It just shows how perception can alter everything and just how powerful playoff games are in relation to regular season success. Ryan Kesler scoring that tying goal against San Jose in Game 5 of 2011? That makes for great story telling. It’s hard not to get caught up in retelling it.
“So Kesler, he pulls up lame, and his leg is like, dangling, barely attached to his body. Dude goes to the back and screams ‘SOMEBODY GET ME A STAPLER’. Then we hear silence…then…
Kesler comes limping back to the bench, bloody stapler in hand and tosses it to the trainer. ‘You need to refill the staples” Kesler says before jumping across the boards. Next thing you know he’s out on the ice with under a minute left and he ties the game up on a leg stapled to his body. It was crazy dude. Crazy.”
That is both the beauty and the beast of the playoffs. One series can change everything. Right or wrong, that’s how sports works. It’s a game fueled by emotions, and with emotions comes grand fantasy in recording the history of the game (not everyone, mind you, some people try and ignore all the fluff and go with the stats only. It’s not as fun, but it is usually more accurate).
That is what the current Canucks face right now. Heading into last night’s game, they were facing a pretty grim off-season narrative. The Canucks, who by all accounts had a season better than anyone expected, were suddenly facing the prospect of having that mean nothing.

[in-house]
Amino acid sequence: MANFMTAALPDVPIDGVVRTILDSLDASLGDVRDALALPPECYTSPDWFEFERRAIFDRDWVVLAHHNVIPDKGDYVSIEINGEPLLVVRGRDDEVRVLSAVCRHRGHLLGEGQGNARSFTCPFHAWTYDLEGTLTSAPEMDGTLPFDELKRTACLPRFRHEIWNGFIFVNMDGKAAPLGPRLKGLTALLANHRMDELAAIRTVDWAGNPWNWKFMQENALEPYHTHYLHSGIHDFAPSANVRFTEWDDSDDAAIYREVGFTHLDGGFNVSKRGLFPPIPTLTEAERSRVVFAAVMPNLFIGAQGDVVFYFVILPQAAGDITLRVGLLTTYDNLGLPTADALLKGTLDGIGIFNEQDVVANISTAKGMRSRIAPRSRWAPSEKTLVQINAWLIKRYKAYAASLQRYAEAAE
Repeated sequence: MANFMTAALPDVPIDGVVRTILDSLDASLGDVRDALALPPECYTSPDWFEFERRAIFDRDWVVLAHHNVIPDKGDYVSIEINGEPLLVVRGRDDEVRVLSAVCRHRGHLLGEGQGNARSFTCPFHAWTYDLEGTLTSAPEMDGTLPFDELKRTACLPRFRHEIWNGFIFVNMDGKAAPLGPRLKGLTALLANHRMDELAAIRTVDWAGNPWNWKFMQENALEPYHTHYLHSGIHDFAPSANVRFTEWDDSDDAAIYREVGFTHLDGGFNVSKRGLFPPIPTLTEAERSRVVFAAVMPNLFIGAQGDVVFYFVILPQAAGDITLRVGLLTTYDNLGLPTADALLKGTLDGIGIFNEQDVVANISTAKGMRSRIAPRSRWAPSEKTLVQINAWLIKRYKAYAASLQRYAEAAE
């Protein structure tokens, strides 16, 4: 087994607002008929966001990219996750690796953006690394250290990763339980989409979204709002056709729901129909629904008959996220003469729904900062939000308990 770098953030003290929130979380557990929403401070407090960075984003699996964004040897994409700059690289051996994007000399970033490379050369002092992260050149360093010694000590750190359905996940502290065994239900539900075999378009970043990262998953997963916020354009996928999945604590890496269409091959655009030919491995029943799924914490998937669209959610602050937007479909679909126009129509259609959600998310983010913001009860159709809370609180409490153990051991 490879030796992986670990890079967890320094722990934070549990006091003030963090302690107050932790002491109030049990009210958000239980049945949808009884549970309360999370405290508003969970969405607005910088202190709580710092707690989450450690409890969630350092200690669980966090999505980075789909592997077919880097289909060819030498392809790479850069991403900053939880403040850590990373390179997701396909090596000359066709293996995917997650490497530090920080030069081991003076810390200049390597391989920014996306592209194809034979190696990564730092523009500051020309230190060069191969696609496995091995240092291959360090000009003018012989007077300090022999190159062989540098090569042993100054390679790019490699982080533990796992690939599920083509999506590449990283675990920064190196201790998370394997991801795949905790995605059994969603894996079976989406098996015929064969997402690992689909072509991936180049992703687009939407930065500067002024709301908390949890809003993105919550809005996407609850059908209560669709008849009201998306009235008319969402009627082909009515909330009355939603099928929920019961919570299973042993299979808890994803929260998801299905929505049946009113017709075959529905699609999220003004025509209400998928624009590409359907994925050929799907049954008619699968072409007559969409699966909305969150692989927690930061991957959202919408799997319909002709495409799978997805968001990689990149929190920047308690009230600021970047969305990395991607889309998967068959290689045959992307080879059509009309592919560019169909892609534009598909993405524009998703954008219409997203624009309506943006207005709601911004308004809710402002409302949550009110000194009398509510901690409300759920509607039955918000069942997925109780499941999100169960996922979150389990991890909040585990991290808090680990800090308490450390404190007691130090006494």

The core? Too old.
The GM? Too old school.
The coach? Too dumb.
The future? Bleak and ruled by robots after Skynet lost control.
Again, fair or not, this came about because of 2012 and 2013. The team went out with a whimper both times, both with a decided lack of offense. 2015 was shaping up to be the same way, except this time with the caveat of it not being against a team like LA. It’s hard to sell a product to people when the last three times they bought in, they got no results.
This is why the Canucks need to take this series against Calgary to seven games. They need to “go out on their shield” in order to avoid any idea that they are the same as the 2012 and 2013 teams. Ticket sales and emotional investment, the two things hockey club executives worry about a lot, are on the line. The team needs to sell the future to the fan base, or at the very least, show the fan base that even if the team’s future is murky, they can still expect a fight out of the home town boys.
Will the Canucks face horrifying consequences if they stink it up in Game 6 and come home with their tail between their legs? No, of course not. It will however have done damage to the team’s reputation with the fan base. Some people will be fans no matter what, we know that. But what we have seen is that the ticket sales, once a source of pride for the team, have become questionable. Playoff games, once sold out in minutes, were still available on game day. It’s easy to write that off with a smirk and say “so long, bandwagoners” but you can bet the team is concerned about losing fans and money. Mostly money.
So as Batman once said, “I’m Batman”. Go be Batman, Canucks. Go be Batman and beat the Flames in seven.